Training in front of a mirror can again, be useful. But it is not for everyone. Feedback can come in many forms. Feel the weight. Are your hands even on the bar? Does it appear to be heavier on one side than the other? Adding more weight provides you with extra feedback, but it is not always possible. I often start light, and add weight as my body warms up, as my awareness deepens. Your awareness is not static, it changes through your workout. As you progress, your ability to focus will improve, until you are fatigued, when it will start to decline again.
Work in harmony with your mental and physical rhythms. Too much weight will prohibit you from practicing correctly, but insufficient resistance will not require you to practice correctly either. When you have completed your warm-up sets, and you come to your work-set, use enough weight, but not too much. Enough weight will force you to concentrate and engage all the right muscles correctly, but too much will prohibit you from doing so.
As with Tai Chi, harmony of movement is key. If your body feels uncomfortable, if you feel strain in your joints but not your muscles – this feedback is valuable. Use it, trust your body as much as you are able, and adjust your technique where possible. Work to feel the effort in your muscles, not your joints, and practice deepening this awareness over time. As your muscles grow stronger, your awareness will grow stronger too, if you practice it.
When it comes to rehabilitation or Pilates, bear in mind what are you trying to achieve? It is probably an improved quality of movement or physical function in some way. To this end, you know that you will come across stumbling blocks, obstacles, frustrations of many kinds. You will press up against the limits of your range of motion and wonder what is the best way to progress, when you are seeking to improve mobility or strength. Bear in mind the principles of your practice. Do no harm in the name of rehab. Where is my restriction? Where is my weakness? What will help me to move through this obstacle? Do I require more stability, or do I need to challenge my stability? Does the movement look or feel awkward? Do I need to maximise tension? Or work to eliminate it?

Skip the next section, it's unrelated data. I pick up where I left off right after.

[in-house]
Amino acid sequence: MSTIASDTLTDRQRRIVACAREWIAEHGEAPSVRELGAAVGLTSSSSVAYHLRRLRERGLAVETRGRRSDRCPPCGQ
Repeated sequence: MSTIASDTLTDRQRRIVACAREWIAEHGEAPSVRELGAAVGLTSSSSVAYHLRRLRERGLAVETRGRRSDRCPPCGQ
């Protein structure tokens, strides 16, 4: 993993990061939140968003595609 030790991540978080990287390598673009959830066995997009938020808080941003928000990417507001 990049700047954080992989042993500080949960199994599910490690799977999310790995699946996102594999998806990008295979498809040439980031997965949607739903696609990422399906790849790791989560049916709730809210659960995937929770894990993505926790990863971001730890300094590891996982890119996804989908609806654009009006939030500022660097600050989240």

The thing is this, I think, in the end: there are two ways to think about feedback. In the Chinese martial arts we would refer to them as “external” vs “internal” methods. If you are thinking about the angle or your arms, or what you look like in the mirror, this is to take the external or outside-in approach. You aim to mimic the correct positions, and you may rely heavily on auditory cues from your trainer. If instead you try to sense the movements and contractions of your muscles and investigate what feels like a safe position or angle for your joints and bones, this is to take an internal or inside-out approach.
Both methods have merit and are of use. Both will provide you with some kind of useful feedback. We are unique, not standardised, and all humans will find in one way or another that a textbook-approach to training will not always suit them. Sometimes it is useful to try to mimic the movement, and sometimes you must try to feel the movement. Some exercises you practice will feel very natural, and they will look “correct”, but for others this will not be the case. Sometimes the right movement pattern for you, as an individual, will look rather unorthodox. This is the heart of practice and investigation. Learn from feedback. Question and investigate. For progress, it is important to approach these issues with an open, yet critical mindset.